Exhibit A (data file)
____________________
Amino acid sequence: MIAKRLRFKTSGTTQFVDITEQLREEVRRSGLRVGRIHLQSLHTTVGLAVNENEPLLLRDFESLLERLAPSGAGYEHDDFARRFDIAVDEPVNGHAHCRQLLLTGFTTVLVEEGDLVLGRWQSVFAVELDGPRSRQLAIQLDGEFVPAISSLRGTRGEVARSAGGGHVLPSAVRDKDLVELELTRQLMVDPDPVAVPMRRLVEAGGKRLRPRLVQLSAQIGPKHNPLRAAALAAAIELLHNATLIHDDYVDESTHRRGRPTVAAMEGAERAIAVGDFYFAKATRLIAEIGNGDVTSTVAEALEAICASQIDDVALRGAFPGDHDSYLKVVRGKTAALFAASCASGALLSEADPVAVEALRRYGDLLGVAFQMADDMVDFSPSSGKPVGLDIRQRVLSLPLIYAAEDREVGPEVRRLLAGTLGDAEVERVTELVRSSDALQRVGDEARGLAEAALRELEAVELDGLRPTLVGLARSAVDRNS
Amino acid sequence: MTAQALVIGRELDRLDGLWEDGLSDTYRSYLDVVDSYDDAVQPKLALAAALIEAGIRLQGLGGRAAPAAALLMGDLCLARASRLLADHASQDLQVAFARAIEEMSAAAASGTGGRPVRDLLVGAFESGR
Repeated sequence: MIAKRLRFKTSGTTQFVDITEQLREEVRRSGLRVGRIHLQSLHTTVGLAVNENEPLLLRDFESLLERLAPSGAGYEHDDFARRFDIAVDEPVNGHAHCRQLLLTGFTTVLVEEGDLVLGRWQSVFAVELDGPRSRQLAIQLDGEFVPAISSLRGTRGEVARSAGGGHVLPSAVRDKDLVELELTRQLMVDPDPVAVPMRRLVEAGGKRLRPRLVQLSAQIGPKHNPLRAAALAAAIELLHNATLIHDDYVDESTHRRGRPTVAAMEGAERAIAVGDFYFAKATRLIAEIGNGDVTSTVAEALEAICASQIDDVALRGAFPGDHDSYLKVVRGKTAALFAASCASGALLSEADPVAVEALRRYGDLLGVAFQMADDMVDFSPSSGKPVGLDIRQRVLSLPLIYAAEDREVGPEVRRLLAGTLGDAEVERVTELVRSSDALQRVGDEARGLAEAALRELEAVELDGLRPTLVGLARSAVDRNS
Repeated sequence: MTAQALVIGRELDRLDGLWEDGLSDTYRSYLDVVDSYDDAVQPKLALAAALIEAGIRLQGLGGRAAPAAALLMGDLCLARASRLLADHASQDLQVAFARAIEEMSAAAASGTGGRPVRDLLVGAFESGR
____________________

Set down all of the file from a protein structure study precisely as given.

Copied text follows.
Amino acid sequence: MIAKRLRFKTSGTTQFVDITEQLREEVRRSGLRVGRIHLQSLHTTVGLAVNENEPLLLRDFESLLERLAPSGAGYEHDDFARRFDIAVDEPVNGHAHCRQLLLTGFTTVLVEEGDLVLGRWQSVFAVELDGPRSRQLAIQLDGEFVPAISSLRGTRGEVARSAGGGHVLPSAVRDKDLVELELTRQLMVDPDPVAVPMRRLVEAGGKRLRPRLVQLSAQIGPKHNPLRAAALAAAIELLHNATLIHDDYVDESTHRRGRPTVAAMEGAERAIAVGDFYFAKATRLIAEIGNGDVTSTVAEALEAICASQIDDVALRGAFPGDHDSYLKVVRGKTAALFAASCASGALLSEADPVAVEALRRYGDLLGVAFQMADDMVDFSPSSGKPVGLDIRQRVLSLPLIYAAEDREVGPEVRRLLAGTLGDAEVERVTELVRSSDALQRVGDEARGLAEAALRELEAVELDGLRPTLVGLARSAVDRNS
Amino acid sequence: MTAQALVIGRELDRLDGLWEDGLSDTYRSYLDVVDSYDDAVQPKLALAAALIEAGIRLQGLGGRAAPAAALLMGDLCLARASRLLADHASQDLQVAFARAIEEMSAAAASGTGGRPVRDLLVGAFESGR
Repeated sequence: MIAKRLRFKTSGTTQFVDITEQLREEVRRSGLRVGRIHLQSLHTTVGLAVNENEPLLLRDFESLLERLAPSGAGYEHDDFARRFDIAVDEPVNGHAHCRQLLLTGFTTVLVEEGDLVLGRWQSVFAVELDGPRSRQLAIQLDGEFVPAISSLRGTRGEVARSAGGGHVLPSAVRDKDLVELELTRQLMVDPDPVAVPMRRLVEAGGKRLRPRLVQLSAQIGPKHNPLRAAALAAAIELLHNATLIHDDYVDESTHRRGRPTVAAMEGAERAIAVGDFYFAKATRLIAEIGNGDVTSTVAEALEAICASQIDDVALRGAFPGDHDSYLKVVRGKTAALFAASCASGALLSEADPVAVEALRRYGDLLGVAFQMADDMVDFSPSSGKPVGLDIRQRVLSLPLIYAAEDREVGPEVRRLLAGTLGDAEVERVTELVRSSDALQRVGDEARGLAEAALRELEAVELDGLRPTLVGLARSAVDRNS
Repeated sequence: MTAQALVIGRELDRLDGLWEDGLSDTYRSYLDVVDSYDDAVQPKLALAAALIEAGIRLQGLGGRAAPAAALLMGDLCLARASRLLADHASQDLQVAFARAIEEMSAAAASGTGGRPVRDLLVGAFESGR